Director cleared of racial abuse at Celtic match after evidence from Still Game’s Winston
CELTIC RACISM TRIAL
A COMPANY director has been cleared of racially abusing two Italian restaurateurs at a Celtic match after a television actor gave evidence to say the alleged incident did not happen.
Paul Riley, who appears in the BBC comedy show Still Game, had denied Ian Duffy, 55, shouted to Marcello Crolla and Franco Cortellessa that they were “dirty Italian b*******” in an executive suite during the club’s 3-0 defeat to Juventus in the Champions League.
Mr Riley, who plays Winston in the show and is a friend of the businessman, told Glasgow Sheriff Court he intervened when one of the men angrily pointed his finger in Mr Duffy’s face and threatened to have him put in police cells.
Mr Duffy, managing director of Railway Projects Ltd, denied making racist remarks but admitted saying “Juventus are cheating b*******” during the game at Celtic Park on February 12 last year.
Clearing Mr Duffy, Sheriff Anthony Deutsch said: “On this occasion I am not satisfied the Crown have proved this beyond a reasonable doubt. I therefore find the charge against you not proven.”
Mr Riley said he had known Mr Duffy for seven or eight years and was a friend. He described the businessman as “one of the nicest guys you are ever likely to meet”.
The actor said he had gone to the game with Mr Duffy and some others on the day of the alleged incident and sat in the Billy McNeill Suite. With Celtic 1-0 down in a “contentious” match, the guests returned for half-time refreshments.
In earlier evidence Mr Crolla, an Edinburgh restaurateur, claimed he was sitting having a coffee when he heard Mr Duffy say: “Look at them sitting there, so smug … dirty Italian bastards.”
Defence lawyer Aamer Anwar put the suggestion to Mr Riley his friend had made a racist comment. Mr Riley replied: “Never happened.”
Mr Anwar asked if Mr Duffy had used such language what his reaction would be.
Mr Riley replied: “A, who’s this guy? and B, why on earth would Ian start behaving like this? It would be completely out of character for him to say anything like that.”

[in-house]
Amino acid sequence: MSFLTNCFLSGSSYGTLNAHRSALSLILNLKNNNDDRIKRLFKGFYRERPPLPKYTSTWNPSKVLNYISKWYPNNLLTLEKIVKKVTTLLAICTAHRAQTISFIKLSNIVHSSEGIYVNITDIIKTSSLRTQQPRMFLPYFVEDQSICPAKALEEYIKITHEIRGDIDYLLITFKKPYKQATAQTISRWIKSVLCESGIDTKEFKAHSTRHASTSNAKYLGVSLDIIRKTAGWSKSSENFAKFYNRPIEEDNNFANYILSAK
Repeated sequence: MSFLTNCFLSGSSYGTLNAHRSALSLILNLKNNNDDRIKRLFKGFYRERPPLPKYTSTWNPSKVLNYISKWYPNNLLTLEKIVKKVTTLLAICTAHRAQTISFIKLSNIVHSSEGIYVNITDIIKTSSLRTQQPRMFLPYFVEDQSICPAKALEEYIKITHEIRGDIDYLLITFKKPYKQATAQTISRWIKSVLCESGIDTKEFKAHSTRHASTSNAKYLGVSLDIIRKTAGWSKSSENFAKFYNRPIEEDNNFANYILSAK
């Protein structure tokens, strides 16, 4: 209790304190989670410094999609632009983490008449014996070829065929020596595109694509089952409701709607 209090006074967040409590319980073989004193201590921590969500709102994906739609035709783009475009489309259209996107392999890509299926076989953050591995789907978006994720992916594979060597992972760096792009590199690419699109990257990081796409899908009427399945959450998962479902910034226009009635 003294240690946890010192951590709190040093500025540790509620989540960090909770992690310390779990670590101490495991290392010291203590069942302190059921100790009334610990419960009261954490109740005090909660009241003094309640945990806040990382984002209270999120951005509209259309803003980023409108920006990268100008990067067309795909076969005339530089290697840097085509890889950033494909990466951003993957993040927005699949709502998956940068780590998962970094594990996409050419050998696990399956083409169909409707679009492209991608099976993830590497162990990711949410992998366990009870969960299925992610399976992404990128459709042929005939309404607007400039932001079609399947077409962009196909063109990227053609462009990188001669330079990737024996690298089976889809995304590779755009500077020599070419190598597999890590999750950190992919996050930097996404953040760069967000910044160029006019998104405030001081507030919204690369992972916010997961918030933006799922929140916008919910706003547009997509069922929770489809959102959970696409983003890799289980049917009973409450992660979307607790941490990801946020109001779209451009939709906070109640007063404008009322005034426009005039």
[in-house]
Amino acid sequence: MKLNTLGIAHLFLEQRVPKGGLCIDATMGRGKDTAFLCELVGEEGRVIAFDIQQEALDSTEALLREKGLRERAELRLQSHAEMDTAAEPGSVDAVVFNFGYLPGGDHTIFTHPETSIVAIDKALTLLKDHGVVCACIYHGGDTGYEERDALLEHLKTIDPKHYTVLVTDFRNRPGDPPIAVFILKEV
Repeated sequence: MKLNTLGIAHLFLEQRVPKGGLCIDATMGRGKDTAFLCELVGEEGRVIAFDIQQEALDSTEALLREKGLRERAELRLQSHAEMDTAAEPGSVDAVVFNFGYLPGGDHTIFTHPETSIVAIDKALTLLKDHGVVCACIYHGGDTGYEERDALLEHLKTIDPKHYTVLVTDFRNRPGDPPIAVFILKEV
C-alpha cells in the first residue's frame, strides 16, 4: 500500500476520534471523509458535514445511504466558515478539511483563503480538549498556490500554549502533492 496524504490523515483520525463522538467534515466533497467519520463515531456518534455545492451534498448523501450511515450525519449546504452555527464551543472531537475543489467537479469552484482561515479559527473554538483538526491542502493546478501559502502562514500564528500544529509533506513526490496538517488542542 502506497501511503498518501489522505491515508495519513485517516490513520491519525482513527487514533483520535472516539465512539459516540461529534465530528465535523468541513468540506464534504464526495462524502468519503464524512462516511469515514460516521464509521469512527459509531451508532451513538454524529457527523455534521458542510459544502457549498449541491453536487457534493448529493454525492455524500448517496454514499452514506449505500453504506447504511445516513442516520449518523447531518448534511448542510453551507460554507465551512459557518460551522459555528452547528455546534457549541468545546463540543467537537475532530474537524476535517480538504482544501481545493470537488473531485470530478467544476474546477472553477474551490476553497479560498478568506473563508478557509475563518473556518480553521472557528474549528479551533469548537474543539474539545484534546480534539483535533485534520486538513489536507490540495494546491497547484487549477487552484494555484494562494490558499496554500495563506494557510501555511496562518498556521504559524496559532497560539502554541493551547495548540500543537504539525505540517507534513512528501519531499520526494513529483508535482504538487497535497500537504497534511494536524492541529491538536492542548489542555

Mr Riley said there was a discussion about the history of Juventus and the previous match-fixing they were involved in. He told the court Mr Duffy was explaining this to an American client of his he had brought to the match.
He claimed that at the end of half-time, Mr Duffy left the lounge seconds before him to take his seat to watch the match when he saw, through the glass, Mr Cortellessa with a finger in Mr Duffy’s face and he looked as though he was shouting at him.
In earlier evidence Mr Duffy, of Bridgeton, said he had been unaware of any Italians in the suite until Mr Cortellessa gave him “mega verbals” when the match restarted.
Mr Riley told the court: “To put you in the picture, it’s the beginning of the second half, I have just seen this fella with his finger in my friend’s face, where he is standing is in my seat.
“What was handy, I was able to step in and say to this guy, ‘Look mate you’re in my seat’ and try and defuse the situation that way.
“He was quite angry and shouting. When I stepped in the middle I heard Ian say to him, ‘Look I didn’t say that or anything like that but Juventus are cheats’.”
Mr Anwar asked: “What did the other man do at that point?”
The witness replied: “He got even angrier and said ‘I’m going to get you a night in the cells’. He said something about a section 14 will do the trick.”
The court heard the actor asked his friend what had happened and found it “ridiculous” when he heard what Mr Cortellessa had alleged.
Mr Riley said that when Celtic fans later began chanting “Same old Juve, always cheating” that his friend sarcastically said to Mr Cortellessa “Are you going to have all them ejected as well?”